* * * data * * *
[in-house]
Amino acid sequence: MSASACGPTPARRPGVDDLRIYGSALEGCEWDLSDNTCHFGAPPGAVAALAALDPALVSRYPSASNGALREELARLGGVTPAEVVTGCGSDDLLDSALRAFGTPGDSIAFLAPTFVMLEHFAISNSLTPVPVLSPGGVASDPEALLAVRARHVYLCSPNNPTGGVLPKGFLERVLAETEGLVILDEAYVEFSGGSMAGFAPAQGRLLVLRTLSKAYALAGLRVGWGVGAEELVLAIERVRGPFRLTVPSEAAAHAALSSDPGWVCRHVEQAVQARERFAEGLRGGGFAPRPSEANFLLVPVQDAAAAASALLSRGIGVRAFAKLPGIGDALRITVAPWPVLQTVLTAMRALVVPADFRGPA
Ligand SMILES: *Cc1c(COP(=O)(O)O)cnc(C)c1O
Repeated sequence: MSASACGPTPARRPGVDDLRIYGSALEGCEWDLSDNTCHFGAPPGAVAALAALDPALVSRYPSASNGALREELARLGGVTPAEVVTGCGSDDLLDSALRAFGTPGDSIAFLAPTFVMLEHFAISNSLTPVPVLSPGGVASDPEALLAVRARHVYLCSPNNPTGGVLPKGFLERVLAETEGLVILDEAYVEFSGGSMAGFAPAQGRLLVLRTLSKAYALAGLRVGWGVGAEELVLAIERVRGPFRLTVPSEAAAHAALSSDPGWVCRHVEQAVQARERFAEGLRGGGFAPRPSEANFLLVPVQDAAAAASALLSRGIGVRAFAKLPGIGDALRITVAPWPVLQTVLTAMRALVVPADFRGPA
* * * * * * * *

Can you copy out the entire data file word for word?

[in-house]
Amino acid sequence: MSASACGPTPARRPGVDDLRIYGSALEGCEWDLSDNTCHFGAPPGAVAALAALDPALVSRYPSASNGALREELARLGGVTPAEVVTGCGSDDLLDSALRAFGTPGDSIAFLAPTFVMLEHFAISNSLTPVPVLSPGGVASDPEALLAVRARHVYLCSPNNPTGGVLPKGFLERVLAETEGLVILDEAYVEFSGGSMAGFAPAQGRLLVLRTLSKAYALAGLRVGWGVGAEELVLAIERVRGPFRLTVPSEAAAHAALSSDPGWVCRHVEQAVQARERFAEGLRGGGFAPRPSEANFLLVPVQDAAAAASALLSRGIGVRAFAKLPGIGDALRITVAPWPVLQTVLTAMRALVVPADFRGPA
Ligand SMILES: *Cc1c(COP(=O)(O)O)cnc(C)c1O
Repeated sequence: MSASACGPTPARRPGVDDLRIYGSALEGCEWDLSDNTCHFGAPPGAVAALAALDPALVSRYPSASNGALREELARLGGVTPAEVVTGCGSDDLLDSALRAFGTPGDSIAFLAPTFVMLEHFAISNSLTPVPVLSPGGVASDPEALLAVRARHVYLCSPNNPTGGVLPKGFLERVLAETEGLVILDEAYVEFSGGSMAGFAPAQGRLLVLRTLSKAYALAGLRVGWGVGAEELVLAIERVRGPFRLTVPSEAAAHAALSSDPGWVCRHVEQAVQARERFAEGLRGGGFAPRPSEANFLLVPVQDAAAAASALLSRGIGVRAFAKLPGIGDALRITVAPWPVLQTVLTAMRALVVPADFRGPA